Distinct Applications of MWD, Weight on Bit, and Torque
- J.P. Belaskie (Anadrill/Schlumberger) | M.D. Dunn (Arco Alaska Inc.) | D.K. Choo (Anadrill/Schlumberger)
- Document ID
- Society of Petroleum Engineers
- SPE Drilling & Completion
- Publication Date
- June 1993
- Document Type
- Journal Paper
- 111 - 117
- 1993. Society of Petroleum Engineers
- 1.12.1 Measurement While Drilling, 1.5 Drill Bits, 1.6 Drilling Operations, 5.3.4 Integration of geomechanics in models, 4.1.2 Separation and Treating, 1.10 Drilling Equipment, 5.6.1 Open hole/cased hole log analysis, 1.6.2 Technical Limit Drilling, 1.6.1 Drilling Operation Management, 1.10.1 Drill string components and drilling tools (tubulars, jars, subs, stabilisers, reamers, etc), 1.11.2 Drilling Fluid Selection and Formulation (Chemistry, Properties), 1.6.6 Directional Drilling, 2.4.3 Sand/Solids Control
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Recent enhancements to measurement-while-drilling (MWD) tools have increased drilling efficiency in directional wells on the North Slope of Alaska. With information provided by downhole weight on bit (WOB) and torque sensors, more timely and accurate decisions have been made, resulting in lower costs per foot. Specific applications of this technology include bit optimization, directional feedback, and drillstring-friction analysis. This paper discusses actual cases where the use of data from these paper discusses actual cases where the use of data from these downhole sensors has improved drilling performance, This information will benefit those interested in optimizing polycrystalline-diamond-compact (PDC) and rollercone bit runs, polycrystalline-diamond-compact (PDC) and rollercone bit runs, improving directional-drilling assembly predictability and performance, minimizing surface torques, and planning performance, minimizing surface torques, and planning high-departure wells.
Several unique applications have emerged from use of downhole WOB and torque MWD measurements and modeling based on these measurements. The applications have come to light mainly as a result of the consistent use of these measurements in wells on the North Slope. These applications can be divided into two main categories: bit performance and mud-motor/directional-drilling evaluation. The PDC-bit rate of penetration (ROP) was maximized by maintaining the optimum downhole WOB and torque. Another PDC bit was identified rapidly as unsuitable for the formation being drilled, and time was not wasted trying to make the bit drill. Bit trips were avoided by pinpointing which low ROP's were not caused by the bit. Undergauged bits were detected quickly, preventing the drilling of undersized hole. Locked cones were preventing the drilling of undersized hole. Locked cones were diagnosed during drilling, which allowed the bit to be tripped before a cone was left downhole. A fractured mud-motor shaft was detected quickly with downhole torque, which minimized time spent trying to drill. The reliability of directional drilling with a packed-hole assembly has been improved by use of downhole WOB. These examples are discussed in detail in this paper.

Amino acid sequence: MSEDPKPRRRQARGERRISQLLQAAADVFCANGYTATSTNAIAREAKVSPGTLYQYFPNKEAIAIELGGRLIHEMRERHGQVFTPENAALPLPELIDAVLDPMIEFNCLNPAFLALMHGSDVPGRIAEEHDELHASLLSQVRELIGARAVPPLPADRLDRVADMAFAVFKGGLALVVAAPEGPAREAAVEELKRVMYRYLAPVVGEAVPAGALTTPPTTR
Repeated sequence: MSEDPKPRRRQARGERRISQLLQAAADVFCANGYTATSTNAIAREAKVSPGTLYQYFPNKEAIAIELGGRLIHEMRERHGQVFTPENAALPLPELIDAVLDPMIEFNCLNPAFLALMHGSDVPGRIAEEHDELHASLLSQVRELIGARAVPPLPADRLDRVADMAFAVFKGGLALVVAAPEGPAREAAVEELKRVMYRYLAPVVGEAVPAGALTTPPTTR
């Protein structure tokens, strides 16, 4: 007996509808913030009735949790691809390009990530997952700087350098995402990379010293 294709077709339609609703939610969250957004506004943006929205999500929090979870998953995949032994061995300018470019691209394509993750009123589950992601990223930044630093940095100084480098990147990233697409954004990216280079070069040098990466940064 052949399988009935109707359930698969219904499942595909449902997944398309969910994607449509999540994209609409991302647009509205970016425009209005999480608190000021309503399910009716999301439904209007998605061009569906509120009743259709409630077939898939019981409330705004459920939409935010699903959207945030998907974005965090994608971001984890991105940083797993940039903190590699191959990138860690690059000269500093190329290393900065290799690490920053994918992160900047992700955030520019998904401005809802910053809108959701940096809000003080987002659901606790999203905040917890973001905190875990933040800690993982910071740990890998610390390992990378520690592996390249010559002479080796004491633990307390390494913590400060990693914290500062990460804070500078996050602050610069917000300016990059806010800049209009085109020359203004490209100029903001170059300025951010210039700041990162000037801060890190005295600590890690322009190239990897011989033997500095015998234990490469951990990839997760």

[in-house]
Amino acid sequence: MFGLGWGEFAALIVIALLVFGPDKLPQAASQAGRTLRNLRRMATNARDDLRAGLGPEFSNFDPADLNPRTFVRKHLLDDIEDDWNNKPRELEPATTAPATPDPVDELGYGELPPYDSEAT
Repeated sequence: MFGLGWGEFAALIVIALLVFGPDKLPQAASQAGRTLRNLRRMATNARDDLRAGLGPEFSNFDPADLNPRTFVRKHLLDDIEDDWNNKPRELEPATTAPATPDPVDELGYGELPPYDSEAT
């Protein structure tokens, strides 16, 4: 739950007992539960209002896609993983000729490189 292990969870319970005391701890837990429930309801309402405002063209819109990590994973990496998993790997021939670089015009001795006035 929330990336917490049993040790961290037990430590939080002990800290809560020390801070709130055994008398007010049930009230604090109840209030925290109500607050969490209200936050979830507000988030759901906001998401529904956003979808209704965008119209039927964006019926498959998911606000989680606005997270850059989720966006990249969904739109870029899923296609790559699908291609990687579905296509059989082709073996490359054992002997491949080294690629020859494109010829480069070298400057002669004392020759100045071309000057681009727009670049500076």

To minimize the effect of drilling and production facilities on the surface, all Arco's fields on Alaska's North Slope have been developed with directional wells with a minimum number of pads. The Prudhoe Bay and Kuparuk fields are onshore and were designed to allow each pad to access bottomhole sites within 4 sq. miles. Consequently, most wells did not have to be drilled with a departure greater than 8,000 ft. However, because much of the Lisburne producing formation is offshore, many bottomhole sites cannot be reached without drilling high-departure (greater than 10,000-ft) wells. To date, six high-departure wells have been drilled in the Lisburne field. The average departure for these wells at total depth (TD) was 11,500 ft, and the highest departure was 12,153 ft. Fig. 1 shows the surface and bottomhole locations of these wells in relationship to the coastline for Lisburne field. Because they have drilled greater than 1,400 directional wells on the North Slope, including the high-departure wells at Lisburne and 40 horizontal wells at Prudhoe Bay, operators and service companies have developed or refined several directional-drilling tools and techniques. These applications have included steerable motors, top-drive systems, aluminum drillpipe, and MWD tools. One area that has become increasingly important is the measurement and use of downhole data.
PDC Bit Optimization. Koskie et al.'s procedure for optimizing PDC Bit Optimization. Koskie et al.'s procedure for optimizing the PDC bit requires measuring the forces on the bit and knowing the formation. The MWD's of downhole WOB and torque measure actual forces on the PDC bit. The formation type being drilled is predicted with the dimensionless torque value, TD, the torque per unit weight: per unit weight: (1)
During drilling of shale, the optimum downhole weight can be determined by performing a drill-off test. When operating at the optimum downhole weight, the maximum downhole torque can be recorded for future use. By maintaining the downhole weight and torque close to but not exceeding their maximums, ROP can be optimized, hit life can be increased, and bit floundering can be avoided. This involves different drilling procedures for different formations, as summarized in Table 1.
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